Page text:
Old Faces Back at FDA Counselor to the Commissioner, John M. Taylor, III –A new position in the Office of the Commissioner with the role of overseeing FDA’s crisis response functions and advising the Commissioner on a range of policy and regulatory matters. –Mr. Taylor served previously with FDA as a staff lawyer, an advisor to previous Commissioners, and as Associate Commissioner for Regulatory Affairs. Mr. Taylor’s father also served at FDA in a variety of positions, including Associate Commissioner for Regulatory Affairs. –He most recently was Executive Vice President, Health, at the Biotechnology Industry Organization, after serving as a Divisional Vice President for Federal Governmental Affairs at Abbott Laboratories.
Changes at FDA FDA hires over 1,300 new staff, with additional staff continuing to be hired Reorganization of the Office of the Commissioner –Adds a new Office of Budget, among other changes –Commissioner Hamburg: “Our program directors have been concerned for some time that we must be more successful in aligning our budget commitments with measurable outcomes.... I intend to make the development and presentation of the agency's funding needs and performance goals among my highest personal priorities.”
Changes at FDA (cont'd) New authority over tobacco products granted through the Family Smoking Prevention and Tobacco Control Act of 2009 and the creation of the Center for Tobacco Products New enforcement / compliance policies announced by Commissioner Hamburg in August –Commissioner Hamburg: “The FDA must be vigilant, the FDA must be strategic, the FDA must be quick, and the FDA must be visible.”
Changes at CDRH Departure of Center Director Schultz leaves a critical vacancy at an important moment for CDRH Commissioner Hamburg: CDRH was “clearly troubled.” “We are working on some important issues that will benefit industry and benefit the ultimate outcome of our regulatory procedures, including making sure we have a robust internal review process.” Is Acting CDRH Center Director Jeffrey Shuren a lock for the job? –Deputy Commissioner Sharfstein: “Dr. Hamburg and I very strongly support Dr. Shuren's leadership and his initial agenda for the center.”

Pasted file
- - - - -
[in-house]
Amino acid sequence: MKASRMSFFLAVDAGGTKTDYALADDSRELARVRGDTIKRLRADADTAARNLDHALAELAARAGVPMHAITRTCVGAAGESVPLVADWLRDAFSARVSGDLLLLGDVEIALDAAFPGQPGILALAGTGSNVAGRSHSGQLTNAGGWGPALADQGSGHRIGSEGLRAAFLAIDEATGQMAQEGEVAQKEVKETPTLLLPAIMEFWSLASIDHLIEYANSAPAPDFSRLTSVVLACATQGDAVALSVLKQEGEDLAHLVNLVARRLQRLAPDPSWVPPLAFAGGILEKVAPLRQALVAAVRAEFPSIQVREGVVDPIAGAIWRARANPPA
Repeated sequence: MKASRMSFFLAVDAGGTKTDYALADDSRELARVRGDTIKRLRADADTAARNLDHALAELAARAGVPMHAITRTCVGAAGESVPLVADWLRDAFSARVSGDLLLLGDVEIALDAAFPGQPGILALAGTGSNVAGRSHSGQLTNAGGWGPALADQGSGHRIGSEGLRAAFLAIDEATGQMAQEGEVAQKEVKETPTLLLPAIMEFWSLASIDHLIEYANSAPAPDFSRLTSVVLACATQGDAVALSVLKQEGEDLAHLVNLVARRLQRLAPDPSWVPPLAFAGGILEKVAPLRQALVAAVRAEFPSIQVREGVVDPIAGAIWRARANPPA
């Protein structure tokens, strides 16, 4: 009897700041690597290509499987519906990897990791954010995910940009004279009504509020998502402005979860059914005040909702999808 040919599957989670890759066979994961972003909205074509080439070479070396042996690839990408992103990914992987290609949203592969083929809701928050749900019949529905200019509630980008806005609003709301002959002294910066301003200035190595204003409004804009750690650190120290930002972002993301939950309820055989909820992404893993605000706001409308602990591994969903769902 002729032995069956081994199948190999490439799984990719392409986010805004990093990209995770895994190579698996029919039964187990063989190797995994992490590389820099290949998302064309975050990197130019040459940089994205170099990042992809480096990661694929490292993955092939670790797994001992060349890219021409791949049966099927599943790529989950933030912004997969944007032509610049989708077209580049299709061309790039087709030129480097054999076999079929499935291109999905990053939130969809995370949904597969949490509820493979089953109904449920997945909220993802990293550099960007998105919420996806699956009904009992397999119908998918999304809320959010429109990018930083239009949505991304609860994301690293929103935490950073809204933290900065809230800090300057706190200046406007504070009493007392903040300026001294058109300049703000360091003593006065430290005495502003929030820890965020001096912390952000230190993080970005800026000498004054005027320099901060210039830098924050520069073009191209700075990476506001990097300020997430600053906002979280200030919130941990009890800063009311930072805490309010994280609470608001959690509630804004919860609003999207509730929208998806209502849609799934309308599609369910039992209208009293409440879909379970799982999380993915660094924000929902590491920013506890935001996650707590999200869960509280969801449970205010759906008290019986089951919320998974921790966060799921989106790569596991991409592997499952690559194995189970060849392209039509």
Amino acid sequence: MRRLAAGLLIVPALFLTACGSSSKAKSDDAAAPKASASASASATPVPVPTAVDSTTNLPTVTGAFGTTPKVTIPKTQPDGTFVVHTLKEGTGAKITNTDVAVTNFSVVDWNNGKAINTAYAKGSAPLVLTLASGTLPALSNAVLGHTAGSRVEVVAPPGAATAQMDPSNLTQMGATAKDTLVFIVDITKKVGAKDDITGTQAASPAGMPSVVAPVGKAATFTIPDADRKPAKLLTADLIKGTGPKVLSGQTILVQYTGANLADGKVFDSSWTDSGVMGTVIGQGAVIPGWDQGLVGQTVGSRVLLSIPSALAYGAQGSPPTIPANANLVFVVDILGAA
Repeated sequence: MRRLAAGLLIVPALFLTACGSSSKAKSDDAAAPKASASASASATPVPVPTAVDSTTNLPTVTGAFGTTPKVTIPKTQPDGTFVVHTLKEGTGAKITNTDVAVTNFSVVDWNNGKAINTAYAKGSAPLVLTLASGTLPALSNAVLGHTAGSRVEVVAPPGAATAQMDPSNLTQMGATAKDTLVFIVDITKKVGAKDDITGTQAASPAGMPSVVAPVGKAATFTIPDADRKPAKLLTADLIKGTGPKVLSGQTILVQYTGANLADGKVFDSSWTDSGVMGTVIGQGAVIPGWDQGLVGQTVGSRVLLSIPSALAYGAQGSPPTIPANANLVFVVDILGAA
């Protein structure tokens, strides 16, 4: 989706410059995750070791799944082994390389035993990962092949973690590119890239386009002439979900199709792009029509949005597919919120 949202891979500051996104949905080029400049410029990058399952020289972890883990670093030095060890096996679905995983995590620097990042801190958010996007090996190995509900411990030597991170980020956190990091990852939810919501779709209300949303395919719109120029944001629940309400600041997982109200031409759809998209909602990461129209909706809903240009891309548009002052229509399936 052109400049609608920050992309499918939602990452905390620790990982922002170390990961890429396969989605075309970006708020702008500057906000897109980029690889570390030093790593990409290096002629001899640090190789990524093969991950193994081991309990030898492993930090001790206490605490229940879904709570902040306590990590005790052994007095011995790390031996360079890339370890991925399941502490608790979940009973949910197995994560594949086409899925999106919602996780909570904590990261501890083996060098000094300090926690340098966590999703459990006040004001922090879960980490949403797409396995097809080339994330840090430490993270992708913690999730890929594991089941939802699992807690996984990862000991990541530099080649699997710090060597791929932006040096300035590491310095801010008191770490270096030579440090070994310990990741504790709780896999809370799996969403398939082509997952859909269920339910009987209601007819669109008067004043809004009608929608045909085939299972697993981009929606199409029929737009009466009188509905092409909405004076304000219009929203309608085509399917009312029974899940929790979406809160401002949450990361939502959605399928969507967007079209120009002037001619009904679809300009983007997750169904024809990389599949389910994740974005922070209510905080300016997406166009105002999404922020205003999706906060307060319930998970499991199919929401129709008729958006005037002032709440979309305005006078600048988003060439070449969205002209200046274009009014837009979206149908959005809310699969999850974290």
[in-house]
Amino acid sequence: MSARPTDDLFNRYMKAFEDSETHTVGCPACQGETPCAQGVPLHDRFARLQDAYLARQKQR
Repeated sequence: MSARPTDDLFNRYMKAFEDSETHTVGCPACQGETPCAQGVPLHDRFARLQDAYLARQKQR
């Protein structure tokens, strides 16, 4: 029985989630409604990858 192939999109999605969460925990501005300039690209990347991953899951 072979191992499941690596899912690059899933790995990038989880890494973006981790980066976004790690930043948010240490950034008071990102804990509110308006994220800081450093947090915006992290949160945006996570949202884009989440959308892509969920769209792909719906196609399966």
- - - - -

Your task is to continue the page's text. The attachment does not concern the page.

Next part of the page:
CDRH Acting Center Director Jeffrey Shuren Dr. Shuren was most recently the Associate Commissioner for Policy and Planning at the FDA, directing the Agency’s Office of Policy and Office of Planning. Dr. Shuren received his medical doctorate degree from Northwestern University and his juris doctorate degree from the University of Michigan. He is board certified in Neurology, and served as an Assistant Professor of Neurology at the University of Cincinnati. Dr. Shuren has worked in various policy positions at the FDA, as well as serving as the Director of the Division of Items and Devices in the Coverage and Analysis Group at the Centers for Medicare and Medicaid Services.
Review of the 510(k) Process FDA has commissioned the Institutes of Medicine for a $1.3 million study of its 510(k) pre-market approval system for medical devices Study is scheduled to be completed in March 2011 Questions to be answered: –Does the current 510(k) process optimally protect patients and promote innovation in support of public health? –If not, what legislative, regulatory, or administrative changes are recommended to achieve the goals of the 510(k) process? CDRH will also conduct its own internal investigation of the 510(k) system
Other Priorities at CDRH Additional short-term CDRH priorities: –Create an internal task force on the use of science in regulatory decision-making –Develop an effective compliance strategy –Optimally integrate premarket and postmarket information –Increase transparency in decision-making –Establish clear procedures to resolve differences of opinion within the agency